6 phrasal verbs with "Ask"

6 phrasal verbs with "Ask"

By Alena Lien, 

8 February 2021

Click below to get more information on each phrasal verb.


Ask about (somebody)



1.   To ask for information about someone, especially about their health.

 


  • "Ever since you got hospitalised, Mum's been asking about you."

 



2.   To know how somebody is, what they are doing, etc.


 

  • "Wally's been asking a lot about Eve lately - he seems really interested in her."




-   Preposition: About

This can mean "concerning" or "on the subject of."


It is quite common to hear this phrase to ask about things or make enquiries.



  • "I went to see the lecturer to ask about Victorian history."

  • "I'm calling to ask about the holiday package to South Korea."





Ask after (somebody)



-   To ask for information about someone, especially about their health.


This could be outdated, but there is evidence that it is still being used.


It may also be considered more formal and personal than "ask about," but this is not that clear in the Cambridge Dictionary.



  • "Ever since you got hospitalised, Mum's been asking after you."





Ask around



-   To ask different people to get information or help.



  • "I tried asking around but no one seems to know where the toilet is."

  • "I'm sure someone will be free to give you a hand if you ask around."





Ask (somebody) back



1.   To invite someone to return to a place or an event.

 


  • "I thought we wouldn't be asked back after the mess we left last time."

  • "We've been asked back for next month's competition."




2.   To ask someone to return for another interview for a job.



  • It's always both nerve-racking and a relief to be asked back for a second interview."




-   "Invite back" vs "Ask back"

 

Alternatively, you can use "invite back" to mean the same thing.


 

  • "We've been invited back for next month's competition."

  • "It's always both nerve-racking and a relief to be invited back for a second interview."




Ask for



1.   "Ask for (somebody)" - to request to see or speak to someone.

 


  • "When you arrive, ask for Eve at the reception."

  • "Someone asked for you earlier but they didn't leave a message."



 

2.   "Ask for (something)" - to request something to be given to you.


 

  • "It's okay to ask for help."

  • "I asked the waiter for more rice but they ran out."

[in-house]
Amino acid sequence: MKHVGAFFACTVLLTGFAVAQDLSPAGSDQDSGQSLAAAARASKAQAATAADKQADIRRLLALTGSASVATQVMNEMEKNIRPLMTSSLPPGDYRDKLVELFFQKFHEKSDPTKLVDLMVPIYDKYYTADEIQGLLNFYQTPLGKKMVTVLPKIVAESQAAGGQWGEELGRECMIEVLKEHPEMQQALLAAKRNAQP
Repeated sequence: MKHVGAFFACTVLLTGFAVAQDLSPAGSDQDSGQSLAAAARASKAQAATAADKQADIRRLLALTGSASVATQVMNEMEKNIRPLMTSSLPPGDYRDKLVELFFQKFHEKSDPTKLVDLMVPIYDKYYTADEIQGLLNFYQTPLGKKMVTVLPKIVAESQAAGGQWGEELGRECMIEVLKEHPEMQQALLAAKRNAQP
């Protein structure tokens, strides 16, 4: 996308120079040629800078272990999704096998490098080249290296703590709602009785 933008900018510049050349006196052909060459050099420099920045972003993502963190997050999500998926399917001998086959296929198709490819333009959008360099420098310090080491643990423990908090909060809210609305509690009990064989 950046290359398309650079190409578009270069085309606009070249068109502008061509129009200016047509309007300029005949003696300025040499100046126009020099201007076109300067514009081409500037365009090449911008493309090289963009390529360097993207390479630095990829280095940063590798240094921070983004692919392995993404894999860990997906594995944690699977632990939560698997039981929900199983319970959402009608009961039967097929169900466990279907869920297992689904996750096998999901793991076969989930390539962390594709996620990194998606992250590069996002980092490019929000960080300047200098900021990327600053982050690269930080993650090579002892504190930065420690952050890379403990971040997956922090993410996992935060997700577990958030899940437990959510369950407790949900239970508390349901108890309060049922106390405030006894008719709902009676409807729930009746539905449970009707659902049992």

-   "Ask to" or "Ask for"

 

"Ask to" - to request to see or speak to someone, or to request something. 


However, "ask for" sounds more natural and sounds more polite - "ask to" sounds more demanding.

 


Compare the following sentences: 


  • "When you arrive, ask to see Eve at the reception."

  • "When you arrive, ask for Eve at the reception."


 

  • "I asked the waiter to give me more rice but they ran out."

  • "I asked the waiter for more rice but they ran out."





Ask (somebody) out



-   To invite somebody out on a date as a way of starting a romantic relationship.

 


  • "After all this time, he finally asked her out."




-   "Invite" or "Ask out"

 

"Invite" does not imply romantic gestures unless context is provided. However "ask out" almost always implies romantic intentions.

 


  • "He invited her to try out the new cafe around the corner."

This does not really imply any kind of romantic gesture. It just sounds like friends getting coffee together.



  • "After all this time, he finally invited her to dinner."

Dinner is often considered a date activity, and that he "finally" invited her implies he has been interested for a while.


 

  • "He invited her to share a cozy weekend together."

Definitely sounds like a romantic relationship.





Related Expressions



"Couldn't ask for (somebody/something)" - to emphasise that somebody or something is the best.


- With a comparative adjective.



  • "Wally was really understanding and compassionate about my situation - I couldn't have asked for a more caring boss."

  • "The wedding was great! Couldn't have asked for better weather."




"Ask for trouble/it" - (informal) to behave in a way so that something unpleasant is likely to happen to you.



  • "You're just asking for trouble if you keep provoking people like that."

  • "People who behave that way are just asking for it."